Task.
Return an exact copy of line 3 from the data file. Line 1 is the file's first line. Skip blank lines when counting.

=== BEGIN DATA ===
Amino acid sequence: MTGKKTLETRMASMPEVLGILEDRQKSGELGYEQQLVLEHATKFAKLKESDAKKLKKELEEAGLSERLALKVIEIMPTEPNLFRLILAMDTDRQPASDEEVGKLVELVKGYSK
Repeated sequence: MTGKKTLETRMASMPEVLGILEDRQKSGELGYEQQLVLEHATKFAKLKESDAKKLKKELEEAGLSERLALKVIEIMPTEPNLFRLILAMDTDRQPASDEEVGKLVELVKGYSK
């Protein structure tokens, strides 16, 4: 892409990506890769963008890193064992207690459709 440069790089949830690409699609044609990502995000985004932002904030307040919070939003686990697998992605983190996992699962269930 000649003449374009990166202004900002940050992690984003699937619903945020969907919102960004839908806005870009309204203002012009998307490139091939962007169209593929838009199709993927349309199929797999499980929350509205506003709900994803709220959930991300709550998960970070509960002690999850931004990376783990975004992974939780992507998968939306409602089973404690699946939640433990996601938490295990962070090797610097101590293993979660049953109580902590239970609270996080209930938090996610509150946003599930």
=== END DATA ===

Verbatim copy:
């Protein structure tokens, strides 16, 4: 892409990506890769963008890193064992207690459709 440069790089949830690409699609044609990502995000985004932002904030307040919070939003686990697998992605983190996992699962269930 000649003449374009990166202004900002940050992690984003699937619903945020969907919102960004839908806005870009309204203002012009998307490139091939962007169209593929838009199709993927349309199929797999499980929350509205506003709900994803709220959930991300709550998960970070509960002690999850931004990376783990975004992974939780992507998968939306409602089973404690699946939640433990996601938490295990962070090797610097101590293993979660049953109580902590239970609270996080209930938090996610509150946003599930």